ST. PAUL, Minn. (AP) — A Minnesota Senate committee narrowly approved a public subsidy on Friday to help the Vikings build a new football stadium, reviving the team’s struggling effort just hours after NFL Commissioner Roger Goodell visited the state Capitol to jumpstart what had been a stalled stadium debate.
The Senate’s Local Government and Elections Committee passed the bill on an 8-6 vote after a hearing that stretched nearly four hours. While the stadium bill still faces a long haul in the waning days of Minnesota’s legislative session, the committee’s vote gave it new life four days after a companion bill’s defeat in a House committee sparked near panic among supporters.
“We’re very pleased with the progress and that the bill moved forward,” Lester Bagley, the Vikings’ vice president for stadium development, said after the Senate committee vote. “It’s been an up and down week, touch and go.”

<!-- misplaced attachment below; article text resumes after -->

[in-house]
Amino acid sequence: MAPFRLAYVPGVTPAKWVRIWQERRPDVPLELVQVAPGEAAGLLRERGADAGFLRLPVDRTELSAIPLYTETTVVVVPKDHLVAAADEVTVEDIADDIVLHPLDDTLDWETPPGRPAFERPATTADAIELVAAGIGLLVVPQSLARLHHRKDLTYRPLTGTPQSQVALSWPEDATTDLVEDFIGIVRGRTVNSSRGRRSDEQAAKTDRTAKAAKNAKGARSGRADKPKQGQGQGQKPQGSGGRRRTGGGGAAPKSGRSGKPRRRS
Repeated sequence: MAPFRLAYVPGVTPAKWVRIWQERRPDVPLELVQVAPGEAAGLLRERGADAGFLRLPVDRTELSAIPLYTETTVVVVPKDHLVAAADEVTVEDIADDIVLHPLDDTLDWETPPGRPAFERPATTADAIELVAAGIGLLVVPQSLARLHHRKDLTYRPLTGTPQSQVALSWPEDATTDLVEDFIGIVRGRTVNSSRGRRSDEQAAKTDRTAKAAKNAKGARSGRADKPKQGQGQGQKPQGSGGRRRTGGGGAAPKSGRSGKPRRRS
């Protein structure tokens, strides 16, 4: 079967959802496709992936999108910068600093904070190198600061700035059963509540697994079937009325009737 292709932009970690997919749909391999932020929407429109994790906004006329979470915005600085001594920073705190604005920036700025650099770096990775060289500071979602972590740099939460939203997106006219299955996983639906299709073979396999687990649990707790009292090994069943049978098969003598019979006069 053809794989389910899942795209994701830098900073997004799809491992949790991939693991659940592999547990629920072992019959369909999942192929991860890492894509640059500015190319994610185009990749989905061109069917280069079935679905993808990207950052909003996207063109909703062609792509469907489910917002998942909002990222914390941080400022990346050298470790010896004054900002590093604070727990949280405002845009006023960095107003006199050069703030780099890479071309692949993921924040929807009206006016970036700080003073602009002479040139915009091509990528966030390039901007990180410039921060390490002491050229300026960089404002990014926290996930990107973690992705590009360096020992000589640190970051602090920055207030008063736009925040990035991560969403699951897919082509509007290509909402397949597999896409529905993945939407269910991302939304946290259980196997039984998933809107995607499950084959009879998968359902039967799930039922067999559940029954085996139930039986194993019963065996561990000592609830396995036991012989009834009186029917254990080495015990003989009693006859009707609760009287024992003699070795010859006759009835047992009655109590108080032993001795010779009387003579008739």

The setback in the House had prompted the visit Friday by Goodell. He ad Pittsburgh Steelers owner Art Rooney II met Friday morning with Gov. Mark Dayton and legislative leaders to stress the urgency of resolving the Vikings’ decade-long pursuit of a replacement for the Metrodome.
Though the Vikings will play next season in the dome, their lease there has expired. That has raised fears the franchise could get snatched by Los Angeles or another city seeking its own football team — a prospect Goodell did not exactly squelch.
“They were here basically to say, `This is it folks,”‘ Dayton said after the meeting.
The Senate bill heads next to another committee of that chamber. Lawmakers are hoping to wrap up their session before the end of April, and even Bagley acknowledged “there’s not that much time left.”